Food In Canada

Overcoming the challenges of incorporating cannabis ingredients – from our new issue

Food in Canada Staff   

Products Specialty Foods cannabis food products ingredients NSF

Working with cannabis is no easy feat for manufacturers, and often requires third-party expertise, says Leanne Blommaert, technical manager, NSF Canada.

“As a passionate innovator with NSF Canada, the idea of creating a new product with a new or novel ingredient gets my heart racing. There’s nothing I love more than being creative! But formulating with any new ingredient brings new challenges to the lab bench.

In October 2018, Canada became the first major world economy to legalize recreational cannabis. Just one year later, these regulations were extended to authorize the legal production and sale of edible cannabis. Excited manufacturers and developers immediately began experimenting with cannabis in food and beverage products. But, as with any new ingredient, the introduction of cannabis to the food and beverage industry presented a new set of challenges, most notably stability, efficacy and taste.

Why cannabis is so challenging


Cannabinoids are lipophilic molecules, which means they don’t dissolve in water. This presents a challenge for companies looking to incorporate cannabis into new products that don’t contain fats or oils. Cannabis beverage development poses a particularly challenging problem, as separation or settling of the cannabinoids occurs in the finished product. To address this, manufacturers have tried using emulsifiers and surfactants to decrease separation; however, the resulting product is typically cloudy due to the emulsification and stability is limited. Eventually, these products will separate, requiring consumers to shake or stir before consuming. Recently, the use of nano emulsions and micro emulsions have shown much more promising results, delivering finished beverages that are clearer and more resistant to separation. Aqueous dispersible concentrates use microencapsulation and dry the finished product into a fine powder which is water soluble. Some cloudiness is still evident in the finished product however, and stability of aqueous dispersible concentrates can be variable.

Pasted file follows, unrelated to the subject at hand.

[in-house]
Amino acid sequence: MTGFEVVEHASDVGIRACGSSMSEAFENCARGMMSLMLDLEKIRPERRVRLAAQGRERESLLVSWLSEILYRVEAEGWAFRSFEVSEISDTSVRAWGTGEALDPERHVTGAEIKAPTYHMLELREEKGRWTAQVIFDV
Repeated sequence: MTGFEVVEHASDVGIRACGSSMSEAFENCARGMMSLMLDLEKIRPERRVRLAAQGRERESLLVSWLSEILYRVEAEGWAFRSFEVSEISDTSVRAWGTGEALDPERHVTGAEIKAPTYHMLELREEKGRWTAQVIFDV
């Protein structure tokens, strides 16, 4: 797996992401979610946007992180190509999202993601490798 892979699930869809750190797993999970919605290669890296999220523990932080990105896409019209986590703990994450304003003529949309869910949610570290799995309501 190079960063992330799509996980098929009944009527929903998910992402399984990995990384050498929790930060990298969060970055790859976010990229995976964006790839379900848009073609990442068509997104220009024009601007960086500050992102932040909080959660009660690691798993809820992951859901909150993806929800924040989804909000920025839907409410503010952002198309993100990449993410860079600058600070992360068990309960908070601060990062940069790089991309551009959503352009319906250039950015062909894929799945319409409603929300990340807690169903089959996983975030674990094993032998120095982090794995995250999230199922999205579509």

When producing infused edibles, consistency is key. Consumers are looking for a predictable, repeatable experience with consistent dosing. To ensure efficacy, manufacturers of edible cannabis must purchase their cannabis concentrates from a reputable company that follows strict standards for extraction and standardization. Having a consistent concentrate is the first step to ensuring consistency in the finished product. The method of incorporation of the cannabis ingredient, the development of standardized formulas, the particle size of inclusions and the enforcement of solid quality practices to monitor both production and the homogeneity of the finished product are all critical steps in developing an infused edible product that delivers consistent effects.

Taste and more